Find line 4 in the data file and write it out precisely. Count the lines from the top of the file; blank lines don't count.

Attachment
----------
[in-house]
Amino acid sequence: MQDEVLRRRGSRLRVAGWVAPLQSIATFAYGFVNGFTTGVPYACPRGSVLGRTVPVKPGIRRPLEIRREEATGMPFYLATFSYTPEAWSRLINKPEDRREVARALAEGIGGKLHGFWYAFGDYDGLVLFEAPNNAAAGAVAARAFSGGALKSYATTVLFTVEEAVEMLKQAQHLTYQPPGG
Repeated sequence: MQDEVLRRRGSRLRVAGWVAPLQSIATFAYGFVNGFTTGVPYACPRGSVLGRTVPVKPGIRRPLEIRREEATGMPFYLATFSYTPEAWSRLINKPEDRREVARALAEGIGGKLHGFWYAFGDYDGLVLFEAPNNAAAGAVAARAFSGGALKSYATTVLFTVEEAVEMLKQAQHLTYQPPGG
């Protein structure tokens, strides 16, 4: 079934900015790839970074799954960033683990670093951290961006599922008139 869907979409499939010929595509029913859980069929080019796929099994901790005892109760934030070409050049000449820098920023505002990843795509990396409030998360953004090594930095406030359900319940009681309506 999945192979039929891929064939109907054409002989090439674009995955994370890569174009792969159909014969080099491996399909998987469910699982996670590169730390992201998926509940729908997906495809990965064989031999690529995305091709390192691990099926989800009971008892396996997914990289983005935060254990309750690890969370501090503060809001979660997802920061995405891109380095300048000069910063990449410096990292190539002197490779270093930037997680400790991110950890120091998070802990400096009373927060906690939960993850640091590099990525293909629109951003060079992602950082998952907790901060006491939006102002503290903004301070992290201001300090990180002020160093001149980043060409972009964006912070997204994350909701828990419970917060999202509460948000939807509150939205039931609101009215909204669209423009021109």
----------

């Protein structure tokens, strides 16, 4: 079934900015790839970074799954960033683990670093951290961006599922008139 869907979409499939010929595509029913859980069929080019796929099994901790005892109760934030070409050049000449820098920023505002990843795509990396409030998360953004090594930095406030359900319940009681309506 999945192979039929891929064939109907054409002989090439674009995955994370890569174009792969159909014969080099491996399909998987469910699982996670590169730390992201998926509940729908997906495809990965064989031999690529995305091709390192691990099926989800009971008892396996997914990289983005935060254990309750690890969370501090503060809001979660997802920061995405891109380095300048000069910063990449410096990292190539002197490779270093930037997680400790991110950890120091998070802990400096009373927060906690939960993850640091590099990525293909629109951003060079992602950082998952907790901060006491939006102002503290903004301070992290201001300090990180002020160093001149980043060409972009964006912070997204994350909701828990419970917060999202509460948000939807509150939205039931609101009215909204669209423009021109």